Now, with the 2012 Election on the horizon, the Obama Campaign has shown its hand, with regard to strategy, Romney, and the economy: hammer Romney on his history at Bain Capital and argue that Romney's "businessman" persona doesn't qualify him to be President.

With regard to the former--Bain Capital--an article at the Economist (hardly a conservative think tank) makes it pretty damn clear that the Obama's Campaigns narrative on the matter is ill-informed and nonsensical:
Mr Romney is fond of saying that Mr Obama has no idea how the economy works and how jobs are created. The way the Obama campaign talks about Bain Capital suggests that his criticism is correct. Mr Obama, as noted above, likes to insinuate that there is a conflict between pursuing profits and creating jobs. In the long run, however, in a competitive economy, that is nonsense. Only profitable firms can sustain any jobs, and the more profitable they are, the more money they have to invest in new ventures with new workers. Mr Obama is guilty not of rhetorical excess but of economic muddle. That is far more worrying.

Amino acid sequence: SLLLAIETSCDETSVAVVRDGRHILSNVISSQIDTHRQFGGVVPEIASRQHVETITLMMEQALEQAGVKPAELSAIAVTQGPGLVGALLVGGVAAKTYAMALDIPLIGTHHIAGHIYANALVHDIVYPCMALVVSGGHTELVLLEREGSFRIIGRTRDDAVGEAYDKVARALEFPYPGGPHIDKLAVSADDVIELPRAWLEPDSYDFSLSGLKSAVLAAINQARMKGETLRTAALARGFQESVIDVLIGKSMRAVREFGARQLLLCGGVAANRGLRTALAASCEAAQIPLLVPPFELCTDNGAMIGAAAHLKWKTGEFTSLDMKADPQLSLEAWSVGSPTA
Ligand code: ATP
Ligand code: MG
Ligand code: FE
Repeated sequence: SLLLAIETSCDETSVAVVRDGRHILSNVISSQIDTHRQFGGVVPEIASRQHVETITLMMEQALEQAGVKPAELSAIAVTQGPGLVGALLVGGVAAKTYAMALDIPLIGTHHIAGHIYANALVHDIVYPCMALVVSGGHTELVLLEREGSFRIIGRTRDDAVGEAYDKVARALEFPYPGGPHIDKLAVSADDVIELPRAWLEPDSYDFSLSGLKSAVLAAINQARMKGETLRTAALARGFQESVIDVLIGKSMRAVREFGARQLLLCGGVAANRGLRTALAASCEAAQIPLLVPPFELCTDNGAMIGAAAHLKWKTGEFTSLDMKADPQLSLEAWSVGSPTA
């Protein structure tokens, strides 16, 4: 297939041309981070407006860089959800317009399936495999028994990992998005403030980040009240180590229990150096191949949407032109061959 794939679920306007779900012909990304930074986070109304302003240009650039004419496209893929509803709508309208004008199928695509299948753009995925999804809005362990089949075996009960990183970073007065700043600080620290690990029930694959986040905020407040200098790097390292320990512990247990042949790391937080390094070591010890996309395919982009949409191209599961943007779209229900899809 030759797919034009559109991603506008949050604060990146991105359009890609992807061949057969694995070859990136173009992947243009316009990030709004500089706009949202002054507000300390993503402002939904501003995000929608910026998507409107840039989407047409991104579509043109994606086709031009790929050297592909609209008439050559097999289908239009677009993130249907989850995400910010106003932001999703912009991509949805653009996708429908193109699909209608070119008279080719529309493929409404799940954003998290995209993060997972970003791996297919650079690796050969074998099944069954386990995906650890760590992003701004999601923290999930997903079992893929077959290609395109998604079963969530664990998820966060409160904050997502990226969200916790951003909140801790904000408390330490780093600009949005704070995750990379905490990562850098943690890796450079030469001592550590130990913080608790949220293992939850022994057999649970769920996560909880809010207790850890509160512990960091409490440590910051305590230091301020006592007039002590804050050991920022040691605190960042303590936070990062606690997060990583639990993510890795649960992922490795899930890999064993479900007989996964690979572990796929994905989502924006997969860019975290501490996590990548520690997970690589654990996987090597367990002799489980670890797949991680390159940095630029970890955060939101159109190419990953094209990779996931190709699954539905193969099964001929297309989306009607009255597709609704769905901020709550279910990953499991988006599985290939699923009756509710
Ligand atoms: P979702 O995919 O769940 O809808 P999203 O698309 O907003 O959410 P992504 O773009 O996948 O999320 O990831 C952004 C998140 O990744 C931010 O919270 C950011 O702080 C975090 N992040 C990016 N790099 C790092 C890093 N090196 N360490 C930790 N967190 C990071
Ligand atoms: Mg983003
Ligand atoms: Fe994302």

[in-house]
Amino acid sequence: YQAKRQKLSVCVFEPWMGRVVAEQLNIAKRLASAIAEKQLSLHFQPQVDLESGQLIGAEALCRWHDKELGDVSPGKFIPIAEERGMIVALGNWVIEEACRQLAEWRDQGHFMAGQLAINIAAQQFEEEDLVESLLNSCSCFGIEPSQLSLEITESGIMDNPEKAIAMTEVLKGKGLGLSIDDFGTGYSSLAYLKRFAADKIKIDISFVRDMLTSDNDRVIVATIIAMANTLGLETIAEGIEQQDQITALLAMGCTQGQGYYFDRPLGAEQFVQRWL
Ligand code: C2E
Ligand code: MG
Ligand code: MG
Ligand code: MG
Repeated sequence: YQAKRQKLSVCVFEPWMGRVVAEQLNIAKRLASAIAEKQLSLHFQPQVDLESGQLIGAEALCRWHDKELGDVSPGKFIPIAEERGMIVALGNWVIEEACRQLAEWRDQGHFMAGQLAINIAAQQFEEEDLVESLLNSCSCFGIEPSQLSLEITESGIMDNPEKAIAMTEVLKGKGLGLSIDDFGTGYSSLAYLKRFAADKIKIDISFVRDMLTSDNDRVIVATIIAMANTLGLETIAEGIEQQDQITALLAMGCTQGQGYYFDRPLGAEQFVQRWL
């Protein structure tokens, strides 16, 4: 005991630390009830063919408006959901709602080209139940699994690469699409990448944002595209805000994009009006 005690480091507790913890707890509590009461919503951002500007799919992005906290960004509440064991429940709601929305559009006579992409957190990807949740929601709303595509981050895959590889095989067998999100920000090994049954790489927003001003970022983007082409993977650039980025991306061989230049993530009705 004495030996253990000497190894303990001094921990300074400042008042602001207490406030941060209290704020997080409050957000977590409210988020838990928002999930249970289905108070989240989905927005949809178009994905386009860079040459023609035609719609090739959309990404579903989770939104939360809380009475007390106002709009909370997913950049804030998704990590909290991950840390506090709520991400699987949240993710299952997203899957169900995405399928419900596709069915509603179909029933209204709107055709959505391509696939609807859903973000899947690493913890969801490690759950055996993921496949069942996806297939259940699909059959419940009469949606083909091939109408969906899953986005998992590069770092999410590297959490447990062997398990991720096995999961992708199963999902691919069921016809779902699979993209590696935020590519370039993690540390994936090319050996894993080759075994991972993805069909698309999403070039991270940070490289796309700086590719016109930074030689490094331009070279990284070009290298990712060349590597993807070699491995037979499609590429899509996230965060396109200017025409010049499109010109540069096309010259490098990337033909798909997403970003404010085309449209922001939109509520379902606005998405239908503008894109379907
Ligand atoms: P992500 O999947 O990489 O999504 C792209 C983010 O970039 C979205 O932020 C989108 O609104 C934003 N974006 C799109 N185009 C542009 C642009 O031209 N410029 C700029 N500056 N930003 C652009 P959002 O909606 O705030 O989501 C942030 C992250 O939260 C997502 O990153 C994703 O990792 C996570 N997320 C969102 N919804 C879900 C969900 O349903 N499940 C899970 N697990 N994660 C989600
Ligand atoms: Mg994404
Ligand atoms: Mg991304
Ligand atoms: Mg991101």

So, given that Obama claimed he would "fix" the economy, and given that he claims Romney's experiences don't qualify him to be President, we have to wonder what qualifies Obama to be President, especially as concerns economic policy.